Figment by Rebecca Wolff
Rebecca Wolff’s second collection of poems, Figment, employs a very lush and cerebral minimalism. Yes, lush. Yes, minimalism. Is that possible? Figment makes a mighty witty argument for it. What Wolff does here is something I have not yet procured the vocabulary for.
Look at the shining river
by cloud, by sky, nonvegetable
education. Could I grow to be
a train conductor?
Harmonious in little ways, not the ways
I have been show automatically, my neighbor
humming like a tuning fork
rectitudinally [. . .]
On one hand, she is channeling a Mina Loy type -- plucky words arranged in a way that is weirdly sexual or feminine, but severe, smart, filigreed at moments. Strange stuff.
is not made for exploration; nylon
is not made to let the air through
to your skin. Why the very idea
of that shy smile is convertible,
something about gorgeous, contour
of reflected moment, the corpse a
head shaking “no” on the table [. . .]
And on the other hand: Wolff’s language, with its airy playfulness, is working overtime in an entirely new space of poetry. I would suggest that the text as a whole explores the odd and unsettling relationship between the seen and heard word. Try reading these poems aloud. Then try it silently. There are multiple voices strung about -- you could get lost in a single line. I think that’s how Wolff likes it.
I hear people call some poetry “difficult,” often (not always) to denote distaste for a particular brand of abstraction. And some readers don’t have the patience for a text that hauls its disparate elements to a messy pile and asks that the reader form a generalized feeling, a sensation. This happens to be my preferred mode of reading poetry—I like lists and unlikely words together; I like to try to solve the puzzle, but only half-heartedly, lazily. Wolff’s book is, in many ways, this kind of “difficult” poetry. She plays games with lines and line breaks, employs enjambment liberally, fiddles with punctuation like a mad scientist, uses all sorts of vocabularies, jumps around in voices and metaphors, tries things on and drops them without notice.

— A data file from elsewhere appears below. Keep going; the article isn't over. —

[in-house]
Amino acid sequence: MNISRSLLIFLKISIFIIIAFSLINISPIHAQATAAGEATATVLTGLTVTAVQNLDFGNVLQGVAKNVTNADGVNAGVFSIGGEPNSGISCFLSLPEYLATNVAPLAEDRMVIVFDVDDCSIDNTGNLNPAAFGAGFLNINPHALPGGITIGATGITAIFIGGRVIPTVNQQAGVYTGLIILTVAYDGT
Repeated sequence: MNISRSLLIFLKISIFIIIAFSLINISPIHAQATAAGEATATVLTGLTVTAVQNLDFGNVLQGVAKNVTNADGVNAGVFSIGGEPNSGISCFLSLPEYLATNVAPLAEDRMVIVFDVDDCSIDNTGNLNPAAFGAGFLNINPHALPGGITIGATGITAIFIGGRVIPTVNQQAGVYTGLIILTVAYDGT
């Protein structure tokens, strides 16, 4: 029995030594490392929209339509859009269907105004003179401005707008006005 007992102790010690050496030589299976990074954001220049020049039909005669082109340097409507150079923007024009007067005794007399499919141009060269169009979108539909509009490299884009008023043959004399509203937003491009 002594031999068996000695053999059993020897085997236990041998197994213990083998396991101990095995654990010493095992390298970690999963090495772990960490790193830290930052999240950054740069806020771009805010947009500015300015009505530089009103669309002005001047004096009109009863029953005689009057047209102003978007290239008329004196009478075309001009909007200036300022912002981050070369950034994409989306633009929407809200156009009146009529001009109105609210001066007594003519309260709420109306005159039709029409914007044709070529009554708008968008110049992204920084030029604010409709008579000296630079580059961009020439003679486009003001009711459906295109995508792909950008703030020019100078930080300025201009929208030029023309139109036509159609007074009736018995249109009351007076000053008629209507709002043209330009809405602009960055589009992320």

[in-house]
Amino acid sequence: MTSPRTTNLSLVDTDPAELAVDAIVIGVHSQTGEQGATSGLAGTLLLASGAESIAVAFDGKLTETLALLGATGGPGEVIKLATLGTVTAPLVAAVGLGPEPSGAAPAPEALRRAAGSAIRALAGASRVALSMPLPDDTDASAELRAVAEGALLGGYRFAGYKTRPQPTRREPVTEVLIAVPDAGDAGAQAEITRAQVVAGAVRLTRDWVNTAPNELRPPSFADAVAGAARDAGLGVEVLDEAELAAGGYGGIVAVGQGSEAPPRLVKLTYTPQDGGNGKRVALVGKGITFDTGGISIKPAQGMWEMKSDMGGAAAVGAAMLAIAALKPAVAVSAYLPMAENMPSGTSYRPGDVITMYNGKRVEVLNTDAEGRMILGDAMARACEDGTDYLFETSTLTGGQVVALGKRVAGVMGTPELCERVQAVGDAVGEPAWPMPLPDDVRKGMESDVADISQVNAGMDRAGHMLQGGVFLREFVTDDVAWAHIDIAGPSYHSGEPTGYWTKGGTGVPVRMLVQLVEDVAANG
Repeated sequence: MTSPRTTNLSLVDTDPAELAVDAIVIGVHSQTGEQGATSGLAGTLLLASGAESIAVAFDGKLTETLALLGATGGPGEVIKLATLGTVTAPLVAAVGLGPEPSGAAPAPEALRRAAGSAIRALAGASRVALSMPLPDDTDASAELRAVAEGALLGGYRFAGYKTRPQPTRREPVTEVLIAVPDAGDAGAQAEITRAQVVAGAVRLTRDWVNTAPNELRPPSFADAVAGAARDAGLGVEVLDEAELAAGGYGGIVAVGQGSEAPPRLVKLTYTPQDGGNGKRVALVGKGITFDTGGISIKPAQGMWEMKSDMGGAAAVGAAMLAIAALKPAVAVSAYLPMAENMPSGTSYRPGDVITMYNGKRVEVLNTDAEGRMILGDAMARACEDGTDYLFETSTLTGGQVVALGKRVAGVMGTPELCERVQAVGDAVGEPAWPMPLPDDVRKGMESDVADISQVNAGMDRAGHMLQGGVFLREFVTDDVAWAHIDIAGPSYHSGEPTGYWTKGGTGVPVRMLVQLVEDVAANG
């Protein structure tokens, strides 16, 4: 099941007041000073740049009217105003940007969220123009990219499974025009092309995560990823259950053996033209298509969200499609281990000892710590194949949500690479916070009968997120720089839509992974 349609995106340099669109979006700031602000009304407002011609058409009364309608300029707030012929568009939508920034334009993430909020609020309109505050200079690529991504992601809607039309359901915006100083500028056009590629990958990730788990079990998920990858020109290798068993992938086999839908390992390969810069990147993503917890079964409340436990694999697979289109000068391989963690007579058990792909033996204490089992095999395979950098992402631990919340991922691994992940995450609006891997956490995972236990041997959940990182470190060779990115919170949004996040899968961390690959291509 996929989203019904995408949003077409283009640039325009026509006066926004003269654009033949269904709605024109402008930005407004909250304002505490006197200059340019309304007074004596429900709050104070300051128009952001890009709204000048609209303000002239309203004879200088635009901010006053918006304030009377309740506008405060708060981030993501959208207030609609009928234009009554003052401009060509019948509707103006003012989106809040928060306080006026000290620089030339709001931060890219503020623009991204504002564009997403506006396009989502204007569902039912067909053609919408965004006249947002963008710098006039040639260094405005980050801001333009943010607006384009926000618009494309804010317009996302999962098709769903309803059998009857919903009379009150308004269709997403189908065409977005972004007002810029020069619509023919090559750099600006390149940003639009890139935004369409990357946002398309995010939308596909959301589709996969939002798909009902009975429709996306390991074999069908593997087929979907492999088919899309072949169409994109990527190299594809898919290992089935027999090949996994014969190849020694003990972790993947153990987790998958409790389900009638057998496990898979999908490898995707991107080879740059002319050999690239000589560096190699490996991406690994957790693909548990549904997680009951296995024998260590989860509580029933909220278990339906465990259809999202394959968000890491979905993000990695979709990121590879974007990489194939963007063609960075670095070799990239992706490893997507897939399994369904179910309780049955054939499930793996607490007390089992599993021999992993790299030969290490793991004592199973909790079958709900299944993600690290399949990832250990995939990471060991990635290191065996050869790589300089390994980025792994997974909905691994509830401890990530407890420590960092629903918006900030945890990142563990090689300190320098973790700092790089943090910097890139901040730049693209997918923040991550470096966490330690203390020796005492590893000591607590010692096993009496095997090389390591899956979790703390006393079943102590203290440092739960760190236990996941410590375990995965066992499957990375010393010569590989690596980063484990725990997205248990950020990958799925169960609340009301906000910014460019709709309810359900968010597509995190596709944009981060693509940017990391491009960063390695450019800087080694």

I’m in trouble, Dad, it’s my recombinant
I’m in trouble, Officer, it’s my degenerate
I’m in trou . . . tru . . . truck.
I have a baby.
I write in English within the confines
and that’s a big conflict [. . .]
But I would not say that Wolff asks her reader to look at the pile and form a feeling. She’s sterner than that. When a reader hauls all of Wolff’s language to the pile, there is only the nonsense of actual thought. Wolff’s offering, on the page, is a piece of her brain, not her heart. “I wish I never made you, savage semblance. You play unbidden, you/ point always in the same direction and the sun/ moves around you in torpor.”
I have enjoyed Figment; I find it stimulating in the way that good sci-fi movies and cold weather are stimulating. Crisp. And eerie. The things that make this book good are the things that can make it bad. It is heady, rather than dreamy. It requires some attention; it is not a book you relax with. I will say, though, that Wolff’s organization (five sections of poems related, it seems, by form) aids in tracing a path through. And though she hits a few moments of high emotion, Wolff always brings the poem back to its home in her mind, coded in such cool language. She is never demure when a little of that aforementioned brain shows through the gauze.
Once more I am in the right place but with the wrong feelings.Figment by Rebecca Wolff
Festival of Mysteries. Carnival of Absolute Purchasing Power.
. . . (I was born
with a yellow brain
and cannot make up stories [.]
W. W. Norton & Company